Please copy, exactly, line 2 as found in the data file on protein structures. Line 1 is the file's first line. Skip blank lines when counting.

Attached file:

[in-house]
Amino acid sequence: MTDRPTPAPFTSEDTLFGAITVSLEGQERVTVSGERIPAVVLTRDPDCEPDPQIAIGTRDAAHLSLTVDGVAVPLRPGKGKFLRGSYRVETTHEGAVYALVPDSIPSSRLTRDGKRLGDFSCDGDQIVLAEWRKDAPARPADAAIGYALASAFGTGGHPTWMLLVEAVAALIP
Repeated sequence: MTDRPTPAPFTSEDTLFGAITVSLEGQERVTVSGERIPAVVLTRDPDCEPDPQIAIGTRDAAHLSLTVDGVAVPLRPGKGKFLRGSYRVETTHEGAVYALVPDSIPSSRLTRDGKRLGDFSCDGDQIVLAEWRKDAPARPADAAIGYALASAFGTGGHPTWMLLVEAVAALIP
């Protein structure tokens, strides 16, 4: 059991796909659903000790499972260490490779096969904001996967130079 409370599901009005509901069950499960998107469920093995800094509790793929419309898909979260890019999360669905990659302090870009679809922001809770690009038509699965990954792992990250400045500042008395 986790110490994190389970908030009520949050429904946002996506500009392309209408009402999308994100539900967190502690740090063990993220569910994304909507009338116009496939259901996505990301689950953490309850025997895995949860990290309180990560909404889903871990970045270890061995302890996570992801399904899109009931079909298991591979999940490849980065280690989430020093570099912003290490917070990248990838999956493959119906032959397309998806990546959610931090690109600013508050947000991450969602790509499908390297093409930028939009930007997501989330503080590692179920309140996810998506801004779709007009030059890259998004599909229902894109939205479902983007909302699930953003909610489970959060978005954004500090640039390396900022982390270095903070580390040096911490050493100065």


Amino acid sequence: MTDRPTPAPFTSEDTLFGAITVSLEGQERVTVSGERIPAVVLTRDPDCEPDPQIAIGTRDAAHLSLTVDGVAVPLRPGKGKFLRGSYRVETTHEGAVYALVPDSIPSSRLTRDGKRLGDFSCDGDQIVLAEWRKDAPARPADAAIGYALASAFGTGGHPTWMLLVEAVAALIP